How Employees Become Unintentional Insider Threats

Most small businesses are at least vaguely familiar with external threats – such as ransomware, baiting, and denial of service attacks. However, they seldom have the same awareness of the insider threats their organizations face. When they do, they typically associate insider threats with disgruntled ex-employees seeking revenge. It turns out that unintentional insider threats account for around 25 percent of data breaches.

You could, of course, choose to ignore the problem because you have faith in your employees’ ability to recognize and avoid common cyber threats, but that could be a very costly decision.

Instead of simply hoping your employees won’t unintentionally put your company at risk, consider becoming familiar with the riskiest behaviors most employees engage in daily and then strengthen your defenses.

Unintentional Insider Threats

1. Falling Victim to Phishing Attacks

Despite its simple premise, phishing and other social engineering attacks are today’s biggest cyber threats. According to Avanan’s phishing statistics, every employee is, on average, targeted by nearly five phishing emails during a five-day workweek, and it takes just one wrong decision for attackers to achieve their shameful goal.


Protection against phishing attacks can start with effective email filtering, but it mustn’t end there. Why? Because email filtering can create a false sense of security and make employees feel that every email message they receive can be trusted.

Employees must also be trained to recognize the telltale signs of phishing scams with security awareness training.  

How to Create a Cybersecurity Awareness Training Program Ebook

Learn how to implement an engaging and successful cybersecurity awareness training program.

2. Unsafe Web Browsing

If the web were an ocean, it would be full of hungry sharks, poisonous jellyfish, and pirates with automatic rifles. The problem is that many employees regularly swim in this ocean with the same relaxed attitude as if swimming in their backyard pool, downloading potentially infected files, visiting websites with inappropriate content, and posting personal information on social media.  


To discourage the insider threat of unsafe web browsing, you must create an internet usage policy. An internet usage policy provides employees with rules and guidelines about what is deemed appropriate for internet browsing behavior in the workplace.

You should also consider using employee monitoring software to detect unsafe web browsing before a costly cybersecurity incident occurs. 

3. Ignoring Password Best Practices

It’s no wonder that employees often ignore or are unaware of password best practices. After all, regular password changes and complex password strength requirements were the norms not that long ago.

However, that doesn’t change anything about the fact that frequent password reuse or unsecured password sharing and storage are real problems that affect countless organizations yearly because they make it easy for cybercriminals to access protected systems and data.


Employees should be regularly reminded of password best practices through security awareness training, but they also need to be equipped with tools that make it easier for them to create and use strong passwords. More specifically, they should have access to a secure password manager capable of generating uncrackable passwords and keeping them locked in an encrypted vault until needed.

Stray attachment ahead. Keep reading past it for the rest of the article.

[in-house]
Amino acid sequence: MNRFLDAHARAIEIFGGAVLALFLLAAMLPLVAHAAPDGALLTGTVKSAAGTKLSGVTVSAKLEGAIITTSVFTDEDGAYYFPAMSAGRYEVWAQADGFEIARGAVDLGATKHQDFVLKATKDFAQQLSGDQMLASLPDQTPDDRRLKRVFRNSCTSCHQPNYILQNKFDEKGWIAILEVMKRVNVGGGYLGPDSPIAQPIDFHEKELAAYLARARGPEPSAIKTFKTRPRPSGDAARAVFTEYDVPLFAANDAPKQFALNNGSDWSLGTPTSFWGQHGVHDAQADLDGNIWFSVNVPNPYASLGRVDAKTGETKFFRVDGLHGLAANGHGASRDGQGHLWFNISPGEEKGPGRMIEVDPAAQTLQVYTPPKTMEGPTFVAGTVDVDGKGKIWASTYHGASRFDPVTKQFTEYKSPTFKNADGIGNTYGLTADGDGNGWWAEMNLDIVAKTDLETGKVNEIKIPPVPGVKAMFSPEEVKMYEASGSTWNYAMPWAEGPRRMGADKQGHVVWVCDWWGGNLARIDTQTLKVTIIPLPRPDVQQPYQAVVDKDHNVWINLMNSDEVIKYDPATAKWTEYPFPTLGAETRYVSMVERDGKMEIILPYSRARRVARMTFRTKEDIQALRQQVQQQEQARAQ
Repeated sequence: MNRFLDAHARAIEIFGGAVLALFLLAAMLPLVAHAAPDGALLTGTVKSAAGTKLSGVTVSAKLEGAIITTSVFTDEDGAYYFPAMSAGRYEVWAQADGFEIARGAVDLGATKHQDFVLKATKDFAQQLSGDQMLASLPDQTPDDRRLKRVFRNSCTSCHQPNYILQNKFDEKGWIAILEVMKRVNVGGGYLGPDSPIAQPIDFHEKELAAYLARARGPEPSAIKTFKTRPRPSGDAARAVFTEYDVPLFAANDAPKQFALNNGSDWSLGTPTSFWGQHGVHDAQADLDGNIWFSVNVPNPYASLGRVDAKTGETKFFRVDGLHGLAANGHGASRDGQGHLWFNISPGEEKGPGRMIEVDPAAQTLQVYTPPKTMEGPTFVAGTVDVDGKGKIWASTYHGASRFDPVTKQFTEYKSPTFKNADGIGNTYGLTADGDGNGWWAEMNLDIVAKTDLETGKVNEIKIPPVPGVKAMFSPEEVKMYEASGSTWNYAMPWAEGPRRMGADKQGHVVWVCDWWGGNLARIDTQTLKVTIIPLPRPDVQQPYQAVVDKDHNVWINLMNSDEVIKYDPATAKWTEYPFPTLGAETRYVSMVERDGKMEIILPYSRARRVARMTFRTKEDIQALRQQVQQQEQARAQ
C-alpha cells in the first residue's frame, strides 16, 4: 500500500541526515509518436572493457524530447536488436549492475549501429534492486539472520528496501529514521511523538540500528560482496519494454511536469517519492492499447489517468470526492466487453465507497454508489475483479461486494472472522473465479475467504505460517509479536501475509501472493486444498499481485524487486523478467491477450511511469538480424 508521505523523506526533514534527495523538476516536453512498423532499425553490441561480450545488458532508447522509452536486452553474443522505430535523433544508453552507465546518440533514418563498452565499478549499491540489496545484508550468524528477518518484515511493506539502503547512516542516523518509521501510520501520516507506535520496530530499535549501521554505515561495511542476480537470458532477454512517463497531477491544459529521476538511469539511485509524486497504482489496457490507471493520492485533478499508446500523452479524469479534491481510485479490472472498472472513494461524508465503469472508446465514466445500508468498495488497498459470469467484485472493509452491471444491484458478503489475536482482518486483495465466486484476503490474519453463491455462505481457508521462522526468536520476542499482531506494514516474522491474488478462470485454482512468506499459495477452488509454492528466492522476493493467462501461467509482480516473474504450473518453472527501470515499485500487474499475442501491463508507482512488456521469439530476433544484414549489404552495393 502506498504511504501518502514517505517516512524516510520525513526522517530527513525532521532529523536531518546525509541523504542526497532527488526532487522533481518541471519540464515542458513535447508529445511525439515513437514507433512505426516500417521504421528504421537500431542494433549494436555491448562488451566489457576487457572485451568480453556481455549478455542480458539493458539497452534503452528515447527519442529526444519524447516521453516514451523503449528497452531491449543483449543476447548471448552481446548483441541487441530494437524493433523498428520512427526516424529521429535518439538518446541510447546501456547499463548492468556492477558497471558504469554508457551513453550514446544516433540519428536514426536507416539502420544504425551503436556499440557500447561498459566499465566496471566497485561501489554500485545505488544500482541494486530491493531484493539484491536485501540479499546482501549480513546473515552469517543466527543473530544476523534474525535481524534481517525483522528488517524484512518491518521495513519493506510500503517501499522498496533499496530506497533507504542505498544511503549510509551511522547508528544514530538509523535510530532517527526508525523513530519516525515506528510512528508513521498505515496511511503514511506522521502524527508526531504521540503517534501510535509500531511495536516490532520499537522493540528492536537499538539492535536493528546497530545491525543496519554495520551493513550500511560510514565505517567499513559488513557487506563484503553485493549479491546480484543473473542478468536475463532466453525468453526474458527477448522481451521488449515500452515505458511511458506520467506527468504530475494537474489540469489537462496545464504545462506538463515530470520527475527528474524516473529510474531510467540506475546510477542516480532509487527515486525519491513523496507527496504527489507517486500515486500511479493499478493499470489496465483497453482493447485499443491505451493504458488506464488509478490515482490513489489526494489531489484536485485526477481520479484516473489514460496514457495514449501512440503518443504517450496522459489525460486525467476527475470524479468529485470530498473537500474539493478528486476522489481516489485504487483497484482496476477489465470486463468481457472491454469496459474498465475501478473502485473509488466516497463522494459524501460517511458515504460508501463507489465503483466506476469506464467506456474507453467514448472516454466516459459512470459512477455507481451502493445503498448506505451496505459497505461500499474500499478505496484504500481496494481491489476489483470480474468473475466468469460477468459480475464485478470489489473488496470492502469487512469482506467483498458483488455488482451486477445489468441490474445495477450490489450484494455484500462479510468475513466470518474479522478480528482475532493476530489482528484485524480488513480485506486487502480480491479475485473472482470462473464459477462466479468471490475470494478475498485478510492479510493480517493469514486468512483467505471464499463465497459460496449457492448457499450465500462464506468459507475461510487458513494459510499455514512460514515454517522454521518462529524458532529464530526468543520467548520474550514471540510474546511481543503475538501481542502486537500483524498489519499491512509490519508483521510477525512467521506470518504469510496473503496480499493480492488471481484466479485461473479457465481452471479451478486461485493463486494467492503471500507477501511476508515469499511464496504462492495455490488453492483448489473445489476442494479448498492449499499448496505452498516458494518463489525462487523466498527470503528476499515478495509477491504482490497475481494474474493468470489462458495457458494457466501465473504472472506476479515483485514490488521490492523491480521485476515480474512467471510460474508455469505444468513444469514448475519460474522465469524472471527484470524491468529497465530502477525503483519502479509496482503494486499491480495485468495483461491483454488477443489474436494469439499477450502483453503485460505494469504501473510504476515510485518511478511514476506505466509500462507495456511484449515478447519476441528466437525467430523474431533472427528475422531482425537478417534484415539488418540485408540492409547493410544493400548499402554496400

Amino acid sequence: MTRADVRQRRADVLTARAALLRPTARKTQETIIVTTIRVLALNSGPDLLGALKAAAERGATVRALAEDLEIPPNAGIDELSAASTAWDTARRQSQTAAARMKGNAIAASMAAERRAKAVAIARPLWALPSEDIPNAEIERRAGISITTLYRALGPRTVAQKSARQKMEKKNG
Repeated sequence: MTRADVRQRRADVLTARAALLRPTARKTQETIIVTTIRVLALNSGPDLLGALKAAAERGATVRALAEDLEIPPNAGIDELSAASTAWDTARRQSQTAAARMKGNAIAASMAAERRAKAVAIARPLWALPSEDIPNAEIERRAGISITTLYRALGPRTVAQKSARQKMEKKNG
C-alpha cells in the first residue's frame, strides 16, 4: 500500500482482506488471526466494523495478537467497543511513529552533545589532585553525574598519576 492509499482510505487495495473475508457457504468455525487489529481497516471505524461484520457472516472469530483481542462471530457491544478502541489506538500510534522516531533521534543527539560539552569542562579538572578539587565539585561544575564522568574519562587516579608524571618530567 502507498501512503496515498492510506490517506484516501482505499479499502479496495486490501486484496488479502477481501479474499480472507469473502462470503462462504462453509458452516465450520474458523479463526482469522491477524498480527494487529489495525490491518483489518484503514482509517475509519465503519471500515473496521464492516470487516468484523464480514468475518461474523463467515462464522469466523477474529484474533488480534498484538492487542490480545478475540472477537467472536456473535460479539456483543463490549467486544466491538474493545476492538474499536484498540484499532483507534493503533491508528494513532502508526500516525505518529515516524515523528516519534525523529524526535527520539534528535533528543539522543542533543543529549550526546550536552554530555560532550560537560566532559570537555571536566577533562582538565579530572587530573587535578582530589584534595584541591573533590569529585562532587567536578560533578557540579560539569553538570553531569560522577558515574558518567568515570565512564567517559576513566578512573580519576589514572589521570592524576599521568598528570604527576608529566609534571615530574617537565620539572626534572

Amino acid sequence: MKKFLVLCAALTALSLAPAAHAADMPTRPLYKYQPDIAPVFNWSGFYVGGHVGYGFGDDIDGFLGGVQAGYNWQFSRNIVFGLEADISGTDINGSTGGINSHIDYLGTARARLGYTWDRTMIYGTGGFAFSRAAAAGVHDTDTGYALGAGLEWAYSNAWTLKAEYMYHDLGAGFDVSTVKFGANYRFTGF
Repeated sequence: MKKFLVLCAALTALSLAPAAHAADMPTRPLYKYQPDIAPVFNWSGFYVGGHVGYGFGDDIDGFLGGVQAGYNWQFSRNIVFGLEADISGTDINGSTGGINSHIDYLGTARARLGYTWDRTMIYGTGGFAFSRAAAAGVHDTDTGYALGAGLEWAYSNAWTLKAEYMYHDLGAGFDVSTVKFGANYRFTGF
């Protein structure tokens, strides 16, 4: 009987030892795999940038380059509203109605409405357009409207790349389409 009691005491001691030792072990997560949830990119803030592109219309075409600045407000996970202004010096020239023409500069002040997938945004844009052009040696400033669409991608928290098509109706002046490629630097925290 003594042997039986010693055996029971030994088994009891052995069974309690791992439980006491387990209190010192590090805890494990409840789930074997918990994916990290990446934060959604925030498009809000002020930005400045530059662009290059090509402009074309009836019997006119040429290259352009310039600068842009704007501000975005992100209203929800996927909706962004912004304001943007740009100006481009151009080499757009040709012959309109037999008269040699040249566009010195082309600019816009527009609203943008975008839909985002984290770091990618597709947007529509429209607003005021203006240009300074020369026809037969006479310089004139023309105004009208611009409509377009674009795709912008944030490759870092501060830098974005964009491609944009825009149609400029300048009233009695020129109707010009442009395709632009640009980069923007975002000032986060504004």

4. Not Installing System and Application Updates

It may surprise you to learn that unpatched vulnerabilities cause 60 percent of all breaches. The number will likely increase as more organizations embrace remote and hybrid work. Remote employees often use a mix of personal and work devices, many of which may be entirely invisible to IT departments. Such devices are attractive targets because employees often neglect to install available updates, making them vulnerable to hacking attempts.


Since unpatched devices and software applications go hand in hand with the proliferation of shadow IT, the use of information technology systems, devices, software, applications, and services without explicit IT department approval is where you should focus your attention first.

From there, you can implement a patch management policy and use automated patch management tools.

5. Storing and Transferring Data in an Unsecure Manner

Sensitive data must be stored securely – that’s clear. What’s not so obvious is that employees and cybersecurity professionals don’t always have the same level of security in mind. 

For example, an employee may think that it’s perfectly fine to store work-related files in a personal cloud as long as the files are protected by two-factor authentication. Or a team may see nothing wrong with using their instant messaging service of choice to share sensitive documents because the service uses robust encryption.

Such well-intended actions often have grave consequences because employees sometimes overestimate their ability to keep cyber threats at bay or are not fully aware of them in the first place.


Employees should be reminded to use only approved storage and data transfer solutions. It’s also a good idea to teach employees how to encrypt individual files and entire storage devices and computers so they can take their data security to the next level.

Prevent Your Employees from Putting Your Company at Risk

It wouldn’t be an exaggeration to say that the most significant danger lies inside your organization the unintentional insider threat. To defend against it, familiarize yourself with the most common ways well-meaning employees sometimes cause expensive data breaches and mitigate the risks accordingly.

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